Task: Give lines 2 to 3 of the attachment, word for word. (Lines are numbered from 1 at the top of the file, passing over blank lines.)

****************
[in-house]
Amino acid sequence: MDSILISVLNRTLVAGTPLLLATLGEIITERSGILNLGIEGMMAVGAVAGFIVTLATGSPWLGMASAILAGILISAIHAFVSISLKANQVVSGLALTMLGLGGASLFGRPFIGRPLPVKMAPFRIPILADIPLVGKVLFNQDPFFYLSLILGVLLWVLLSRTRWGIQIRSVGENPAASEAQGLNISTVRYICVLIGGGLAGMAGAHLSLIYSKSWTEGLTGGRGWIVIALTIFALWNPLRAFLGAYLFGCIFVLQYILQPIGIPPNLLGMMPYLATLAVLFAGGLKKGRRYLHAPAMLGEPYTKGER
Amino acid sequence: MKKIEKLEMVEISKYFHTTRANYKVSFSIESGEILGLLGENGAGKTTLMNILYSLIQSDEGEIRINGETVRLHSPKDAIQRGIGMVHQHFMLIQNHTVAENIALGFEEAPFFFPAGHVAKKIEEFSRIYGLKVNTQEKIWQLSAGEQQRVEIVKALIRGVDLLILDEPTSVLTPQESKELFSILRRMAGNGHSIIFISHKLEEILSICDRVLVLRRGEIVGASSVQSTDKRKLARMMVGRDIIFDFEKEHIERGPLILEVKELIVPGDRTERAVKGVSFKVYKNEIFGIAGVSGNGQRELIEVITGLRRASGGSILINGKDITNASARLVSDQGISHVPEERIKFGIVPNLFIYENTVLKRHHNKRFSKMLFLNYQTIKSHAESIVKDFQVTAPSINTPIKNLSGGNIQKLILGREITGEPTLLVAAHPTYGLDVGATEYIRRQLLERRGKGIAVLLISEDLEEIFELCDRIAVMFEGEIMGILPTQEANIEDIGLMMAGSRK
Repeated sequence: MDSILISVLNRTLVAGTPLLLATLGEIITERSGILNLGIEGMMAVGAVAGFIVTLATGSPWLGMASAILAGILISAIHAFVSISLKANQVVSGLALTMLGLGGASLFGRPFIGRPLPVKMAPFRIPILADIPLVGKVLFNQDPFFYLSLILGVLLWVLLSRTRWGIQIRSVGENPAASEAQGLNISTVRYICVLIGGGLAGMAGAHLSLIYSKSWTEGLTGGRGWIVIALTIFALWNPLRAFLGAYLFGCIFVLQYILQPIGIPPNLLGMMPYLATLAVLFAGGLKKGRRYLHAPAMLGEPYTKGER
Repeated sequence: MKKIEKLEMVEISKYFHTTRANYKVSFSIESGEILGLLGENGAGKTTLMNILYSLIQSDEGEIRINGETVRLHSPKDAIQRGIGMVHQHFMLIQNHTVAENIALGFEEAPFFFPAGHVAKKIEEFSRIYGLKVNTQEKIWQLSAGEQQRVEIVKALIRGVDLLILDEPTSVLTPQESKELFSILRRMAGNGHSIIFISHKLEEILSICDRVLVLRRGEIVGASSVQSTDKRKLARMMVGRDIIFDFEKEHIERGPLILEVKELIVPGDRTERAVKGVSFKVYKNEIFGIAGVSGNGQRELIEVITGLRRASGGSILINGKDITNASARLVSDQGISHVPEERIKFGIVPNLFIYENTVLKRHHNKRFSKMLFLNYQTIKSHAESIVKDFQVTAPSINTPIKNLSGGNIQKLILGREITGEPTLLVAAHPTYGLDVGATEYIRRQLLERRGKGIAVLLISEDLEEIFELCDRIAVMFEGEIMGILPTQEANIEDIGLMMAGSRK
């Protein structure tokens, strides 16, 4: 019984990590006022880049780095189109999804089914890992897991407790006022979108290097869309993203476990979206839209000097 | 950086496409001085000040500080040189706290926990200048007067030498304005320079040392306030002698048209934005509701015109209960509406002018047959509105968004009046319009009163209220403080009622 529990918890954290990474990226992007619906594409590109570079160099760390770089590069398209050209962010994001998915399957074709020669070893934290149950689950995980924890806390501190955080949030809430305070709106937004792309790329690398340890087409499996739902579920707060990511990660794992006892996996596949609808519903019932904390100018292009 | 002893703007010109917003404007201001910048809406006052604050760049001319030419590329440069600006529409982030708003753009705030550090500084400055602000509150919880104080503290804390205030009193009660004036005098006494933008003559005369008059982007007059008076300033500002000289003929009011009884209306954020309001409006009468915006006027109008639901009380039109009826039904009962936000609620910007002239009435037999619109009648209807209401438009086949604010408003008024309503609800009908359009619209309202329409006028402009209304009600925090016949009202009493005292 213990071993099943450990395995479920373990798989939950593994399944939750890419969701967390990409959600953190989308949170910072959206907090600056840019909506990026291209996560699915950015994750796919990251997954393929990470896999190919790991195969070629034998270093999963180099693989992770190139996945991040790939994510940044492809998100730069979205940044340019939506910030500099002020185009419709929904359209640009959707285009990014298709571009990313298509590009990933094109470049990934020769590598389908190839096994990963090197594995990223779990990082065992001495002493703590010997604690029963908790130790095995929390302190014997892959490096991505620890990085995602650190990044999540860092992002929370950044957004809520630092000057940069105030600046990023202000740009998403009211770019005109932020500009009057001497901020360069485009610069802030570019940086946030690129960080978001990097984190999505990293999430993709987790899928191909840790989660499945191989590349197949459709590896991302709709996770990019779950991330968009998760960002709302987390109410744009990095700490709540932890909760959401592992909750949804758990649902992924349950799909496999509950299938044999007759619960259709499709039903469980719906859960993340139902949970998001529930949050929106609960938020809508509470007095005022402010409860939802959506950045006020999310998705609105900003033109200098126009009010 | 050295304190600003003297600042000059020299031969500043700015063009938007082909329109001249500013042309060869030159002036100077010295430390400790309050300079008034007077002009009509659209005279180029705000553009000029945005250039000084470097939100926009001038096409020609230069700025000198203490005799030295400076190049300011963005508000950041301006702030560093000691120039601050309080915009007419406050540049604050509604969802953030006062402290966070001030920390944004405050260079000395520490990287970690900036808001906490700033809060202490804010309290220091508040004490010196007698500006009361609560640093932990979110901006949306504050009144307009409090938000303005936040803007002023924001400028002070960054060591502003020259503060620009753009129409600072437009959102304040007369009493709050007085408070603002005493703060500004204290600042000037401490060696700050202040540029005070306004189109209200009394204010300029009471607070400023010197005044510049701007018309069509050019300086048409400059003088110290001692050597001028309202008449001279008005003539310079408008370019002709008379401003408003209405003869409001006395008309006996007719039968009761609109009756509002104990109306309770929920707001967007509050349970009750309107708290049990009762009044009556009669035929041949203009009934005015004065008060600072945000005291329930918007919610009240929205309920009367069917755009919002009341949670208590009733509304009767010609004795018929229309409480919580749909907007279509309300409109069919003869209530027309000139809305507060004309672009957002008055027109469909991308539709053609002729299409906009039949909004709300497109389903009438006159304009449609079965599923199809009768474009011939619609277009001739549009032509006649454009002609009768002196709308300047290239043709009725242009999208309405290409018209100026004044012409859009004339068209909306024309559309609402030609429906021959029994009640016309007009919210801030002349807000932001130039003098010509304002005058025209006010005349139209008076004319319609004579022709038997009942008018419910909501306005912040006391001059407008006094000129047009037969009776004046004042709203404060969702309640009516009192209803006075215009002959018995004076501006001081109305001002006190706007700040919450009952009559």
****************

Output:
Amino acid sequence: MDSILISVLNRTLVAGTPLLLATLGEIITERSGILNLGIEGMMAVGAVAGFIVTLATGSPWLGMASAILAGILISAIHAFVSISLKANQVVSGLALTMLGLGGASLFGRPFIGRPLPVKMAPFRIPILADIPLVGKVLFNQDPFFYLSLILGVLLWVLLSRTRWGIQIRSVGENPAASEAQGLNISTVRYICVLIGGGLAGMAGAHLSLIYSKSWTEGLTGGRGWIVIALTIFALWNPLRAFLGAYLFGCIFVLQYILQPIGIPPNLLGMMPYLATLAVLFAGGLKKGRRYLHAPAMLGEPYTKGER
Amino acid sequence: MKKIEKLEMVEISKYFHTTRANYKVSFSIESGEILGLLGENGAGKTTLMNILYSLIQSDEGEIRINGETVRLHSPKDAIQRGIGMVHQHFMLIQNHTVAENIALGFEEAPFFFPAGHVAKKIEEFSRIYGLKVNTQEKIWQLSAGEQQRVEIVKALIRGVDLLILDEPTSVLTPQESKELFSILRRMAGNGHSIIFISHKLEEILSICDRVLVLRRGEIVGASSVQSTDKRKLARMMVGRDIIFDFEKEHIERGPLILEVKELIVPGDRTERAVKGVSFKVYKNEIFGIAGVSGNGQRELIEVITGLRRASGGSILINGKDITNASARLVSDQGISHVPEERIKFGIVPNLFIYENTVLKRHHNKRFSKMLFLNYQTIKSHAESIVKDFQVTAPSINTPIKNLSGGNIQKLILGREITGEPTLLVAAHPTYGLDVGATEYIRRQLLERRGKGIAVLLISEDLEEIFELCDRIAVMFEGEIMGILPTQEANIEDIGLMMAGSRK